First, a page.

Full-Dose Anticoagulation Linked With Heavy Bleeding in COVID-19 ICU Patients

Giving COVID-19 patients in intensive care full-dose anticoagulation increases their risk of heavy bleeding but doesn’t show much greater effectiveness than a more moderate dose, according to a new study. Find out what the authors recommend for treating blood clots for those critically ill patients, nearly all of whom were mechanically ventilated.

BUFFALO, NY—COVID-19 patients in the intensive care unit shouldn’t get full-dose anticoagulation without an additional indication, a new study advises.

The report in Hospital Pharmacy cautions that those are significantly more likely to experience heavy bleeding than patients prescribed a smaller yet equally effective dose. The research led by University of Buffalo investigators compared the safety and effectiveness of blood clot treatment strategies for more than 150 critically ill COVID-19 patients at multiple hospitals.


The study reports that nearly all ICU patients who experienced significant bleeding were mechanically ventilated and receiving full-dose anticoagulants.

The authors suggest their findings could influence treatment guidelines for blood clots in hospitalized COVID-19 patients, whose infection puts them at greater risk for both blood clots and severe bleeding.

First author Maya Chilbert, PharmD, clinical assistant professor in the UB School of Pharmacy and Pharmaceutical Sciences, points out that, based on previous studies, about 17% of hospitalized COVID-19 patients develop blood clots. “A wide variety of practice exists when it comes to approaching blood clots in hospitalized patients with COVID-19, and there is little data to suggest improved outcomes using one strategy versus another,” says Chilbert. “Caution should be used in mechanically ventilated patients with COVID-19 when selecting a regimen to treat blood clots, and the decision to use full-dose blood thinners should be based on a compelling indication rather than lab markers alone.”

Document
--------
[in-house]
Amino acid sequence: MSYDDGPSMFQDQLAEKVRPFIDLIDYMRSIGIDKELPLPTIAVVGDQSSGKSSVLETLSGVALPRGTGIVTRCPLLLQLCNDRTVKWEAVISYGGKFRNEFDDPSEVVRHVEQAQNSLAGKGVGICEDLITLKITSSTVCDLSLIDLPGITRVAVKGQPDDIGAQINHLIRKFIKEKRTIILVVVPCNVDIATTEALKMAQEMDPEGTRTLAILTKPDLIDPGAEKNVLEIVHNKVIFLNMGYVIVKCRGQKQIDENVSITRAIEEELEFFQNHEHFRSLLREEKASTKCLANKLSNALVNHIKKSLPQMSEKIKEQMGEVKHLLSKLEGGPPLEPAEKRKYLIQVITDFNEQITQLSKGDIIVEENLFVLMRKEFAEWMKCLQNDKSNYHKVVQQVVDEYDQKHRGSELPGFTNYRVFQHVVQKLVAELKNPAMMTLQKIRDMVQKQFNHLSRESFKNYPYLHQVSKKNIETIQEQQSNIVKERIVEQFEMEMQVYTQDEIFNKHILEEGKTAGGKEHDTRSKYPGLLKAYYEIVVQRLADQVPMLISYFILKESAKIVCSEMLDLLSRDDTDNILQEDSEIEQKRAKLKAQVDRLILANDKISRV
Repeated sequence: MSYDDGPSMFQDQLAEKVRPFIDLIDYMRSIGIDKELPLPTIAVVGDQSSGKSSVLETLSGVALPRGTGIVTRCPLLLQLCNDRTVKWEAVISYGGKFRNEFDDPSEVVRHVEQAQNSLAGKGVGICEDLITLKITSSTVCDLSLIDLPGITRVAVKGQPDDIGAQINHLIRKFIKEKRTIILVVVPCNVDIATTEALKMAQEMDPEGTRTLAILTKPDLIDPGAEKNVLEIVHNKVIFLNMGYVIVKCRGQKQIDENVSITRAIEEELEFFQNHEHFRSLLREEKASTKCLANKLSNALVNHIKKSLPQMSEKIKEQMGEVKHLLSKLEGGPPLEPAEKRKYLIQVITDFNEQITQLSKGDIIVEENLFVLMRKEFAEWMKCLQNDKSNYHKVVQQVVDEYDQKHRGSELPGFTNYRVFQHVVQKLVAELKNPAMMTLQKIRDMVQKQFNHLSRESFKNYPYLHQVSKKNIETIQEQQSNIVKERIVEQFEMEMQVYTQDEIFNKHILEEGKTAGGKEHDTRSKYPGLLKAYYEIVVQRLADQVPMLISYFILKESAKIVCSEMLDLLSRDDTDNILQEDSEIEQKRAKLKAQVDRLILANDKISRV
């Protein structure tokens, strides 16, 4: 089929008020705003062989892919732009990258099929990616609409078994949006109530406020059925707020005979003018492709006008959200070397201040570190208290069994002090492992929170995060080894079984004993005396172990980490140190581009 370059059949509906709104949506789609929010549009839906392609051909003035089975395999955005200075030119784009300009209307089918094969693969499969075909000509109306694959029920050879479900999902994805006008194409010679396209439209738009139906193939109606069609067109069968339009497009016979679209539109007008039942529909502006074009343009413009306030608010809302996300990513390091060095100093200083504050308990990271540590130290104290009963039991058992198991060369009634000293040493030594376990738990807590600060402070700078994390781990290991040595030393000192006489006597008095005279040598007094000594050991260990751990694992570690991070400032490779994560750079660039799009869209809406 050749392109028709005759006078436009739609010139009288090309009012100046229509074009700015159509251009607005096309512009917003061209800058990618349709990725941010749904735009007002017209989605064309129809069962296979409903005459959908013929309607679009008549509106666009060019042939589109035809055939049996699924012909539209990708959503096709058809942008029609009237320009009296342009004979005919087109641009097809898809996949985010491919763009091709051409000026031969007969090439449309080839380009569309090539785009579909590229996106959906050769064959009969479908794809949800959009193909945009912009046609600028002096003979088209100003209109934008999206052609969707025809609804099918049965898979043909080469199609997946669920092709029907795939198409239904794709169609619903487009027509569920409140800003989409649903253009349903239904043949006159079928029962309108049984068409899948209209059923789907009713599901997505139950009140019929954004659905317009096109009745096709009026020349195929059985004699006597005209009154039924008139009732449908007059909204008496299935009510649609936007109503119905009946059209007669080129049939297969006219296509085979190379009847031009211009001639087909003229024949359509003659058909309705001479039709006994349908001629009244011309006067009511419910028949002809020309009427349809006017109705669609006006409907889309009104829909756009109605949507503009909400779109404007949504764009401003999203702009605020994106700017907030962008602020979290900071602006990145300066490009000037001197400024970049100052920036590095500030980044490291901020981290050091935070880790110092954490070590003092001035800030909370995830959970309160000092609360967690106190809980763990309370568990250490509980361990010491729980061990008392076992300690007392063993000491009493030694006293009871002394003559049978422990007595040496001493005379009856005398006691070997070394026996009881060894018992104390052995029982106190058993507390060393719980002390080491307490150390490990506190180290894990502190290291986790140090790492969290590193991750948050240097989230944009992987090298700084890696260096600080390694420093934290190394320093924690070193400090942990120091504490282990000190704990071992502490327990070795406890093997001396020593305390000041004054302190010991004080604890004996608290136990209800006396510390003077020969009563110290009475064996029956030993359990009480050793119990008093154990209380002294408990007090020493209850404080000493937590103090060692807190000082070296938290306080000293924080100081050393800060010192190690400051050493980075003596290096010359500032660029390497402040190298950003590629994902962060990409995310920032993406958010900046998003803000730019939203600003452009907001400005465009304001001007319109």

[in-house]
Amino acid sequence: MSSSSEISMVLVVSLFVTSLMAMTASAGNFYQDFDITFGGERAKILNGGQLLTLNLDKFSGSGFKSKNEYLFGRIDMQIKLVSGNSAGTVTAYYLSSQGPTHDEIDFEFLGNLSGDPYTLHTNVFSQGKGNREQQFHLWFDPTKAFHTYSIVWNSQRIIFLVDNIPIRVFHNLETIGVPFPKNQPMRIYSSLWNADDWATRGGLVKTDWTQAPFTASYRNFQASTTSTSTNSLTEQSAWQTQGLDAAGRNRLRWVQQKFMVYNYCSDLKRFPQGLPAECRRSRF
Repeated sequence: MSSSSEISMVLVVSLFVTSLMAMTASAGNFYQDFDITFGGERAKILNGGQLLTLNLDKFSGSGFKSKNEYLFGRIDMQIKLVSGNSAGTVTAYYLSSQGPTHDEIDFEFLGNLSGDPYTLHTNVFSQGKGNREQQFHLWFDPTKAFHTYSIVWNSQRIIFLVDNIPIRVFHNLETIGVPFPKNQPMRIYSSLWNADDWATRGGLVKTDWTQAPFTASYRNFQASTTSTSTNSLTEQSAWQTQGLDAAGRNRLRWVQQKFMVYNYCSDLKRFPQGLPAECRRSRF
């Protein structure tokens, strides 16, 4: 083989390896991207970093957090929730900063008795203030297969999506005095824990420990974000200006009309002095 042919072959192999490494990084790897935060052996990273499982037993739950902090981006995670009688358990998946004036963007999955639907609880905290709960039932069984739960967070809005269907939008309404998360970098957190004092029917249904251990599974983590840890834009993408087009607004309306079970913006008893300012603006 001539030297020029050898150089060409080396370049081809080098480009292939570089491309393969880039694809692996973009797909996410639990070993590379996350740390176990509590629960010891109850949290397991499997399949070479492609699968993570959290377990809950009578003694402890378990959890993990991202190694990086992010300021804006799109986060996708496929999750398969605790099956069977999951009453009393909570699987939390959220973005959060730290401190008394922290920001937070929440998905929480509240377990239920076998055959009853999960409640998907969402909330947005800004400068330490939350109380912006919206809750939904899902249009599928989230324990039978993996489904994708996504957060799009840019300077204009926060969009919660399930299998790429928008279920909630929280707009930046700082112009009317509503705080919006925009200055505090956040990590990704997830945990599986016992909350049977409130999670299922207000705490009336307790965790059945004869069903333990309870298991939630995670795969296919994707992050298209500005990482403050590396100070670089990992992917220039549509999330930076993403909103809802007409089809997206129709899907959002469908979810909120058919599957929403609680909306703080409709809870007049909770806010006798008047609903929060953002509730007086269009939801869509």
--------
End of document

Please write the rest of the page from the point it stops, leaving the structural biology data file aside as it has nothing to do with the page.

The study looked at two dosing protocols: Regimen A used higher-than-standard thromboprophylaxis dosage and Regimen B received full-dose anticoagulation for any D-dimer 3 mcg/mL or greater and prophylactic for less than 3 mcg/mL. The rate of thrombotic events between treatment groups was defined as the primary outcome, while secondary endpoints compared rates of major or clinically relevant non-major bleeding, as well as the proportion of patients in each group experiencing thrombotic events within 30 days of discharge. 

Of the 153 patients included in the analysis, 64 received Regimen A and 89 received Regimen B. Results indicate that 7 (4.6%) thrombotic events occurred, 3 (4.7%) in patients receiving Regimen A, and 4 (4.5%) in Regimen B (P = 1.0). In addition, 12 patients (13.5%) receiving Regimen B had a bleeding event vs. 2 (3.1%) in Regimen A (P = .04); half of those were major in each group.

The study also verified that all patients who bled in either treatment group were receiving mechanical ventilation, and 12 of 14 were receiving full-dose anticoagulation. One patient receiving Regimen A was readmitted with a pulmonary embolism. 

“In this study, the thromboprophylactic regimen impacted bleeding, but no significant difference was seen with thrombotic outcomes,” the authors conclude.

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